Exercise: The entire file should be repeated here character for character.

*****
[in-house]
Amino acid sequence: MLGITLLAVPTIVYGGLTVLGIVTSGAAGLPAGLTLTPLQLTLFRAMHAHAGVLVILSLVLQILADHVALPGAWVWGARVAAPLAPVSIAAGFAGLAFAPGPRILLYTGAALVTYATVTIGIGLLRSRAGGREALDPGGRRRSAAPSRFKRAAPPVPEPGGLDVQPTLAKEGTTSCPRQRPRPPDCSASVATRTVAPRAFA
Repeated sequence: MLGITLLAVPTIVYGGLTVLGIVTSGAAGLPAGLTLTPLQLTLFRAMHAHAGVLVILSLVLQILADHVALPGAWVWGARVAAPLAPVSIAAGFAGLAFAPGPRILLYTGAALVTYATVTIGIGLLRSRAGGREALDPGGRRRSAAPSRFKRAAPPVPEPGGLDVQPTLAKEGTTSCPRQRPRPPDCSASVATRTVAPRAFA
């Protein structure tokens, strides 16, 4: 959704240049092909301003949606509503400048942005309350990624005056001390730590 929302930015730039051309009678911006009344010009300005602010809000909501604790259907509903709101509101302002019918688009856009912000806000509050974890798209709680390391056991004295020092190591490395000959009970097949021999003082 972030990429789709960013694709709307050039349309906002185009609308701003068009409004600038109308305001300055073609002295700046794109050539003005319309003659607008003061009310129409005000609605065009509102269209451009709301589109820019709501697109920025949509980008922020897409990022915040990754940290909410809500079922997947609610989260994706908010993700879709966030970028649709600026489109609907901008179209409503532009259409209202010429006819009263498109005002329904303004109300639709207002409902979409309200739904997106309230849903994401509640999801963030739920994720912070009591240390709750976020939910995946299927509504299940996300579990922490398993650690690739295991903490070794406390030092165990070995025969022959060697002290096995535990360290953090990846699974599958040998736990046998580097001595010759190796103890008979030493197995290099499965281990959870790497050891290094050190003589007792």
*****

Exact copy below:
[in-house]
Amino acid sequence: MLGITLLAVPTIVYGGLTVLGIVTSGAAGLPAGLTLTPLQLTLFRAMHAHAGVLVILSLVLQILADHVALPGAWVWGARVAAPLAPVSIAAGFAGLAFAPGPRILLYTGAALVTYATVTIGIGLLRSRAGGREALDPGGRRRSAAPSRFKRAAPPVPEPGGLDVQPTLAKEGTTSCPRQRPRPPDCSASVATRTVAPRAFA
Repeated sequence: MLGITLLAVPTIVYGGLTVLGIVTSGAAGLPAGLTLTPLQLTLFRAMHAHAGVLVILSLVLQILADHVALPGAWVWGARVAAPLAPVSIAAGFAGLAFAPGPRILLYTGAALVTYATVTIGIGLLRSRAGGREALDPGGRRRSAAPSRFKRAAPPVPEPGGLDVQPTLAKEGTTSCPRQRPRPPDCSASVATRTVAPRAFA
């Protein structure tokens, strides 16, 4: 959704240049092909301003949606509503400048942005309350990624005056001390730590 929302930015730039051309009678911006009344010009300005602010809000909501604790259907509903709101509101302002019918688009856009912000806000509050974890798209709680390391056991004295020092190591490395000959009970097949021999003082 972030990429789709960013694709709307050039349309906002185009609308701003068009409004600038109308305001300055073609002295700046794109050539003005319309003659607008003061009310129409005000609605065009509102269209451009709301589109820019709501697109920025949509980008922020897409990022915040990754940290909410809500079922997947609610989260994706908010993700879709966030970028649709600026489109609907901008179209409503532009259409209202010429006819009263498109005002329904303004109300639709207002409902979409309200739904997106309230849903994401509640999801963030739920994720912070009591240390709750976020939910995946299927509504299940996300579990922490398993650690690739295991903490070794406390030092165990070995025969022959060697002290096995535990360290953090990846699974599958040998736990046998580097001595010759190796103890008979030493197995290099499965281990959870790497050891290094050190003589007792």